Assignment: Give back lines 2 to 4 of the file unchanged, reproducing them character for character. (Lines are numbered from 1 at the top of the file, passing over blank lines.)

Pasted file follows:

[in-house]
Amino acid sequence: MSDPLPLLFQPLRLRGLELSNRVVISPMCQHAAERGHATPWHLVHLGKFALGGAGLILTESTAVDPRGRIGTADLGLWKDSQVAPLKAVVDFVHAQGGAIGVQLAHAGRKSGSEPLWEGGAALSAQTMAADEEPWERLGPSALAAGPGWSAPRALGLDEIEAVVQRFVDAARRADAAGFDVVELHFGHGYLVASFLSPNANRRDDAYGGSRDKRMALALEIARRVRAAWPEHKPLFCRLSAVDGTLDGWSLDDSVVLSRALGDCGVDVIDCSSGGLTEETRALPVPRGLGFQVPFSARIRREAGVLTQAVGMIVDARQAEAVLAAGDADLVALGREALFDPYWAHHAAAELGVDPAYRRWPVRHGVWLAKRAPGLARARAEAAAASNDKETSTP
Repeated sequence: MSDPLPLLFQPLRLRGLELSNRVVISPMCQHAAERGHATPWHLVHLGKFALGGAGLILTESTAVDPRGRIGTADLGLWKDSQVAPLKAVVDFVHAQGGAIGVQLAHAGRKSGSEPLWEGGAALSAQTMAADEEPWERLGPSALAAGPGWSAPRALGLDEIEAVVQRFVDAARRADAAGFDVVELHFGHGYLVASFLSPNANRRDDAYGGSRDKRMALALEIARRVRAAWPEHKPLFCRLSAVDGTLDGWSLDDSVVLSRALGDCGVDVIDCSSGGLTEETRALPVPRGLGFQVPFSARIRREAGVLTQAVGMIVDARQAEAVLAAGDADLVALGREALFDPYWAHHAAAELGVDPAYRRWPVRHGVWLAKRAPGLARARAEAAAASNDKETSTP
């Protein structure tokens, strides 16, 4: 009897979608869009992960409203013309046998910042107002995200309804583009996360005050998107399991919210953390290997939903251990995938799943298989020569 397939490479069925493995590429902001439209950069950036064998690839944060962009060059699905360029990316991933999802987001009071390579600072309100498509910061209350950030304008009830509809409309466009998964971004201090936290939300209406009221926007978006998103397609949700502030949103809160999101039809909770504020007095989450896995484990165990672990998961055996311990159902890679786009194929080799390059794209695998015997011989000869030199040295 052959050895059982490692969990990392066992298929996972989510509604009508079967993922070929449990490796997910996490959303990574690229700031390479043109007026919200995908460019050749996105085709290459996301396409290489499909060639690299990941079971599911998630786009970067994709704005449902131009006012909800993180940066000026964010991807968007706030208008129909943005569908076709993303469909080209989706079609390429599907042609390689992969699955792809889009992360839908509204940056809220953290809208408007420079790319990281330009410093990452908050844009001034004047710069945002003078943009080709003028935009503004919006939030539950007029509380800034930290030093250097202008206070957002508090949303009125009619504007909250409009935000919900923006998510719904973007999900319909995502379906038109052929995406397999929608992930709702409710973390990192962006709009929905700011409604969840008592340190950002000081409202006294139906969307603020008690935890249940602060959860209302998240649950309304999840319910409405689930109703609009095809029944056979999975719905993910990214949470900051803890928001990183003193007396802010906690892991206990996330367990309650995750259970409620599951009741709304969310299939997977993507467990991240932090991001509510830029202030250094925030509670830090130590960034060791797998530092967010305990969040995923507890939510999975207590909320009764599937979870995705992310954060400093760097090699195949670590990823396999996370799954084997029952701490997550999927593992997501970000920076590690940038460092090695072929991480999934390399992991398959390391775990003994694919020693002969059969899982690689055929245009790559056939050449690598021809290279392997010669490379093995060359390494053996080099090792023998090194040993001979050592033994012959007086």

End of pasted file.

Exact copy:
Amino acid sequence: MSDPLPLLFQPLRLRGLELSNRVVISPMCQHAAERGHATPWHLVHLGKFALGGAGLILTESTAVDPRGRIGTADLGLWKDSQVAPLKAVVDFVHAQGGAIGVQLAHAGRKSGSEPLWEGGAALSAQTMAADEEPWERLGPSALAAGPGWSAPRALGLDEIEAVVQRFVDAARRADAAGFDVVELHFGHGYLVASFLSPNANRRDDAYGGSRDKRMALALEIARRVRAAWPEHKPLFCRLSAVDGTLDGWSLDDSVVLSRALGDCGVDVIDCSSGGLTEETRALPVPRGLGFQVPFSARIRREAGVLTQAVGMIVDARQAEAVLAAGDADLVALGREALFDPYWAHHAAAELGVDPAYRRWPVRHGVWLAKRAPGLARARAEAAAASNDKETSTP
Repeated sequence: MSDPLPLLFQPLRLRGLELSNRVVISPMCQHAAERGHATPWHLVHLGKFALGGAGLILTESTAVDPRGRIGTADLGLWKDSQVAPLKAVVDFVHAQGGAIGVQLAHAGRKSGSEPLWEGGAALSAQTMAADEEPWERLGPSALAAGPGWSAPRALGLDEIEAVVQRFVDAARRADAAGFDVVELHFGHGYLVASFLSPNANRRDDAYGGSRDKRMALALEIARRVRAAWPEHKPLFCRLSAVDGTLDGWSLDDSVVLSRALGDCGVDVIDCSSGGLTEETRALPVPRGLGFQVPFSARIRREAGVLTQAVGMIVDARQAEAVLAAGDADLVALGREALFDPYWAHHAAAELGVDPAYRRWPVRHGVWLAKRAPGLARARAEAAAASNDKETSTP
């Protein structure tokens, strides 16, 4: 009897979608869009992960409203013309046998910042107002995200309804583009996360005050998107399991919210953390290997939903251990995938799943298989020569 397939490479069925493995590429902001439209950069950036064998690839944060962009060059699905360029990316991933999802987001009071390579600072309100498509910061209350950030304008009830509809409309466009998964971004201090936290939300209406009221926007978006998103397609949700502030949103809160999101039809909770504020007095989450896995484990165990672990998961055996311990159902890679786009194929080799390059794209695998015997011989000869030199040295 052959050895059982490692969990990392066992298929996972989510509604009508079967993922070929449990490796997910996490959303990574690229700031390479043109007026919200995908460019050749996105085709290459996301396409290489499909060639690299990941079971599911998630786009970067994709704005449902131009006012909800993180940066000026964010991807968007706030208008129909943005569908076709993303469909080209989706079609390429599907042609390689992969699955792809889009992360839908509204940056809220953290809208408007420079790319990281330009410093990452908050844009001034004047710069945002003078943009080709003028935009503004919006939030539950007029509380800034930290030093250097202008206070957002508090949303009125009619504007909250409009935000919900923006998510719904973007999900319909995502379906038109052929995406397999929608992930709702409710973390990192962006709009929905700011409604969840008592340190950002000081409202006294139906969307603020008690935890249940602060959860209302998240649950309304999840319910409405689930109703609009095809029944056979999975719905993910990214949470900051803890928001990183003193007396802010906690892991206990996330367990309650995750259970409620599951009741709304969310299939997977993507467990991240932090991001509510830029202030250094925030509670830090130590960034060791797998530092967010305990969040995923507890939510999975207590909320009764599937979870995705992310954060400093760097090699195949670590990823396999996370799954084997029952701490997550999927593992997501970000920076590690940038460092090695072929991480999934390399992991398959390391775990003994694919020693002969059969899982690689055929245009790559056939050449690598021809290279392997010669490379093995060359390494053996080099090792023998090194040993001979050592033994012959007086």